Tag Archives: review

Updated iPad Initial Thoughts

A great Red Cross comms training in Tampa (and subsequent recovery) kept me from writing this sooner.

When I reviewed the iPad shortly after it first came out, I was pretty downbeat.

In an incremental move at a March 2 presser, Apple has updated the iPad, making it thinner, offering it in white, and adding two cameras and the dual core processors. The cameras have me sold – but from the reading I’ve been doing, this upgrade seems akin to the iPhone upgrade from 3G to 3Gs. The screen didn’t see any real improvement, leading me to believe the true iPad next-gen will have a high-end screen a la iPhone 4.

Another problem remains, if the iPad is to be for consuming, surely one could put an SD slot in it, or at least a way to USB/connect to other third-party devices without needing their proprietary dongles.

From a value perspective, the camera was my main gripe, so knowing this iPad will be faster, I could definitely see myself buying the base wi-fi model (or 32 gig) once the next generation is announced.

It’s not earth moving advances, but certainly enough to keep me on the fence about the Kindle, and the various Android tablets (which can’t meet or exceed Apple’s economies of scale).

Hurry up and wait…in the meantime, I think the HTC Thunderbolt is calling my name as an update to my HTC Droid Incredible.

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First Drive – BMW 335d

This morning, I took up an offer at BMW of Arlington (soon to be BMW of Alexandria) to test drive a 2011 BMW 335d.

The model we took out was a black four-door saloon, with the sports and cold weather packages. Shod in pretty nice 18’s with low profile run-flat PZeros (I think).

For about $52k, this isn’t a cheap motor, especially considering this wasn’t even optioned out to the limit, but it is a nice ride.

After pressing the start/stop button and starting it up without a wait for glowplugs, I half expected a pretty loud noise until it warmed up. It was quiet, just about as quiet as my funfer is in the morning. That was impressive.

Venturing onto the roads, we took it on the secondary roads before having a pretty good run on I395 and I495. I let the car shift itself until we hit the on-ramp for the highway (only autos are available – for shame BMW-USA), then put it into sport-shift mode. The car has paddles on the steering wheel, and given the sport-size wheel, everything was in reach and really comfortable. I kept catching myself going for the clutch and gear stick, but that was inevitable.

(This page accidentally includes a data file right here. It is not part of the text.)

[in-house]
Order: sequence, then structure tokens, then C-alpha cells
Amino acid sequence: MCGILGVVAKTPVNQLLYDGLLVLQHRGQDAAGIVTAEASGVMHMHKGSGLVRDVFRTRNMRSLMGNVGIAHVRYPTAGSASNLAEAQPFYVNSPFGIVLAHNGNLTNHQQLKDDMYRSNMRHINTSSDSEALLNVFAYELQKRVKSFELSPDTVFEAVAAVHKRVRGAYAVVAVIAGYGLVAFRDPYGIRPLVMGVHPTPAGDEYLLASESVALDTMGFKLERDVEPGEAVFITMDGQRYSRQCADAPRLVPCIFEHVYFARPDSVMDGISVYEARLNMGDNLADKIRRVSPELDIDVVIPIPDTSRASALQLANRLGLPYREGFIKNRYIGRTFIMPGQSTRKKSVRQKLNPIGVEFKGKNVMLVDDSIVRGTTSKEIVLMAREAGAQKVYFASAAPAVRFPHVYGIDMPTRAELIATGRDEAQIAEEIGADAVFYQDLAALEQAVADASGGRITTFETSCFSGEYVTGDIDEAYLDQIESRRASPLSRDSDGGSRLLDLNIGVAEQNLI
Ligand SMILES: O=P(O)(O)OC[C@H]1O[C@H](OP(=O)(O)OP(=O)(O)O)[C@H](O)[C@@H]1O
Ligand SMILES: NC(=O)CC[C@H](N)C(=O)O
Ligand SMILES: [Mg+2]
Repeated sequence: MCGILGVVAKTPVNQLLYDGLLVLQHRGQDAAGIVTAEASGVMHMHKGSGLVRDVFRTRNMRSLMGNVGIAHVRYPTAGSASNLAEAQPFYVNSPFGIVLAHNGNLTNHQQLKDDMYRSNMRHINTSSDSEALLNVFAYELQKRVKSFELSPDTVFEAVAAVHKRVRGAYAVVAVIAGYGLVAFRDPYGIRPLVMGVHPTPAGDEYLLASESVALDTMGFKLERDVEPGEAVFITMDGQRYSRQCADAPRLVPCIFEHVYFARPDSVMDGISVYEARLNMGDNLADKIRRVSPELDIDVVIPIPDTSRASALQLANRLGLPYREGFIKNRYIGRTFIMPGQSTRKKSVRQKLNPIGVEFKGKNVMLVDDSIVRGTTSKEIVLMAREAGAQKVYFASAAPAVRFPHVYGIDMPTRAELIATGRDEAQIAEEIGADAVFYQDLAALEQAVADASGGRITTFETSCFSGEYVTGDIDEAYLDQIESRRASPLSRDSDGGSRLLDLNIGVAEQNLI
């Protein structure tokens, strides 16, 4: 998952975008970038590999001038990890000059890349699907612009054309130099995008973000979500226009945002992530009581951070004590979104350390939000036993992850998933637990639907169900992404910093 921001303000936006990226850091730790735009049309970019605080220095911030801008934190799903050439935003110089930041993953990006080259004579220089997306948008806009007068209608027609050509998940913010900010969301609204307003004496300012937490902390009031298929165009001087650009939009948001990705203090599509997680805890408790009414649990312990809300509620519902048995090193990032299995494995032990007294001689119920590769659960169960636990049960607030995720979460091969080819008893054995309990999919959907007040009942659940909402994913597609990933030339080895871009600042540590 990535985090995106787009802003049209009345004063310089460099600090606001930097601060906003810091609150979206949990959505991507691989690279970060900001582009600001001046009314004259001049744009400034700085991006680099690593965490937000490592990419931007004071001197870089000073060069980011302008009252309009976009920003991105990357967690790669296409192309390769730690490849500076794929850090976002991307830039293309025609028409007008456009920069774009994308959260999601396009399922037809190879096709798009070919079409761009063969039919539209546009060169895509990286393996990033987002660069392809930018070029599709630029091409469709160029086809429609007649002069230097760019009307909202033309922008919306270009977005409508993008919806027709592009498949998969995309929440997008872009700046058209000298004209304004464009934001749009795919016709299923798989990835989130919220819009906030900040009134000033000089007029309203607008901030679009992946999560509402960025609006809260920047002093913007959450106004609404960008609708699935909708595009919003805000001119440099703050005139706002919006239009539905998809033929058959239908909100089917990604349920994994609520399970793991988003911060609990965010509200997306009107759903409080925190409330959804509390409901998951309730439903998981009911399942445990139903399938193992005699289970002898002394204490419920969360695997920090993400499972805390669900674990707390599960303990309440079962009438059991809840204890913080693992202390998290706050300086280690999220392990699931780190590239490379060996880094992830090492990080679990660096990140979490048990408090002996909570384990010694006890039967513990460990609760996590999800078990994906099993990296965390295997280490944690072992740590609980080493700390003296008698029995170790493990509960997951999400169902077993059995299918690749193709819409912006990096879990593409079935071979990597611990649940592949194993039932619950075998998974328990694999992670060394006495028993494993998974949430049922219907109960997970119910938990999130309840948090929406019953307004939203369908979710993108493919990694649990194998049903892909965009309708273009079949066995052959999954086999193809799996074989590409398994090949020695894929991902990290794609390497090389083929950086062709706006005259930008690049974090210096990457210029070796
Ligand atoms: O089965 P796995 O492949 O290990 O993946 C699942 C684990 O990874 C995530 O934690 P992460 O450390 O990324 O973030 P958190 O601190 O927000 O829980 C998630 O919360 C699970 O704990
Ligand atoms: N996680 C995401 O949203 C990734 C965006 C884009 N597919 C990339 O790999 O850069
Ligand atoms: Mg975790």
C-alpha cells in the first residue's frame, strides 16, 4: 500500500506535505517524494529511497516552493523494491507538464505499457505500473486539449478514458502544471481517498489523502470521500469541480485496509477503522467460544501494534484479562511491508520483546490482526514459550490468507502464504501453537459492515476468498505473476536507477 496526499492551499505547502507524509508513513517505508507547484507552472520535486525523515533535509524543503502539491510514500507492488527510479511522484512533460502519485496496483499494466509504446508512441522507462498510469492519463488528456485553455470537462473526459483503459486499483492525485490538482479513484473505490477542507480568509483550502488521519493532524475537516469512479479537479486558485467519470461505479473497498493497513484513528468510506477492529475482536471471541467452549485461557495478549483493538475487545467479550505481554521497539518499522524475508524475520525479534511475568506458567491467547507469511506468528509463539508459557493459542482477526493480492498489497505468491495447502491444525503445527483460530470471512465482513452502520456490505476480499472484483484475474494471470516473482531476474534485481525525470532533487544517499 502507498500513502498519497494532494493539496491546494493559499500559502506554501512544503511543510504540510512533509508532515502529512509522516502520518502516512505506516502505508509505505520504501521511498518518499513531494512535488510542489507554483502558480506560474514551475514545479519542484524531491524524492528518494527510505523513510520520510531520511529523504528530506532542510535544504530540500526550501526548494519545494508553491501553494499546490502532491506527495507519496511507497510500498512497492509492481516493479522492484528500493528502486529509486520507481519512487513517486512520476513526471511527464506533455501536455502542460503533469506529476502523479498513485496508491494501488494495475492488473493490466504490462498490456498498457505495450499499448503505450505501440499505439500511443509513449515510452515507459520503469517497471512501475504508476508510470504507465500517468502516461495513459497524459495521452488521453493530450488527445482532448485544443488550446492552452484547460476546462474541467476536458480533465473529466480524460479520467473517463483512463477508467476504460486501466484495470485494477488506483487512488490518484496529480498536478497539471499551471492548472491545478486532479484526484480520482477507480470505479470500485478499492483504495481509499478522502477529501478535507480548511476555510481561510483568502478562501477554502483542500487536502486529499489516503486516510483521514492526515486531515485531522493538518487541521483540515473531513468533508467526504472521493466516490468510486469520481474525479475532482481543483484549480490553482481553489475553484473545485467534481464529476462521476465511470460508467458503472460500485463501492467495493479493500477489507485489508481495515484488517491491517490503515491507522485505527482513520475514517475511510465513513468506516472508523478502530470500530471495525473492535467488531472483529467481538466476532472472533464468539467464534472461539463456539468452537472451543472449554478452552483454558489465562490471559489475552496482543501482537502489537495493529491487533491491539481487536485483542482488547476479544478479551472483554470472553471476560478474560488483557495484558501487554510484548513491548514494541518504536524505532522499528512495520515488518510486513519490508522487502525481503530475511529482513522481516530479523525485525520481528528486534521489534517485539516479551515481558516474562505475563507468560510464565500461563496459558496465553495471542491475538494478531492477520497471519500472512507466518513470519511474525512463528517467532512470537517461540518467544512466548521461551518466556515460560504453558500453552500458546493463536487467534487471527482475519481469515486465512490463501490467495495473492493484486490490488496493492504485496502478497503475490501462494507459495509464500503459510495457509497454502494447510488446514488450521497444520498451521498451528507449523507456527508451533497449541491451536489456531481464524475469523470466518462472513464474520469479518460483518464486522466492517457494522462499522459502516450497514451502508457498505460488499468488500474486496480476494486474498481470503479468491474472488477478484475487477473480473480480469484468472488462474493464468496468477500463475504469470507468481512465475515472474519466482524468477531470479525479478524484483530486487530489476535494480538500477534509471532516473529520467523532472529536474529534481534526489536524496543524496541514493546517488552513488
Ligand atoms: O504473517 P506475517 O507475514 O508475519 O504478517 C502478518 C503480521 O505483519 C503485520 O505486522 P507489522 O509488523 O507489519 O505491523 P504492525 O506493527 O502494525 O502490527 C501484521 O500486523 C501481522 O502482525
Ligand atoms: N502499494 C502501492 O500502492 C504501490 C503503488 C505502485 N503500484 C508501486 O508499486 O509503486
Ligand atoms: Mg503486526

Putting your foot down, even in the sixth at moderate speed, the torque is quite impressive, almost pulling like a 540i. Considering this is a normal automatic gearbox, not an SMG or DCT, the shifts are remarkably responsive. You quickly forget you are driving an oil burner, and it corners  well (some Dinan parts would spice it up) – that’s more a testament to the large shoes as opposed to the (blech) run-flats I suppose. Turning the nanny switch off, I imagine this is a car that could spend a lot of time going sideways on a track day.

I found the visibility not as good as the 5 series – but that’s inevitable given the car’s smaller size.  A diesel coupe would be a definite win too. It seems that they really restrict the range of diesel (and small in general) models for the US market. Hopefully this tide is shifting as people want small, fun, economical cars.

Bottom line, if this car had a more appealing interior (this one had saddle brown leather and wood trim), this is one I could definietly see myself in. There are tons of incentives too, so this could be a pretty reasonable car to purchase in late-December if one is so-inclined to take advantage of the tax perks.

Still, I say that now, but I cannot wait for the new 1 Series M Coupe to come out, hopefully in Q1 2011.  That will be a car for a test-drive and euro-delivery.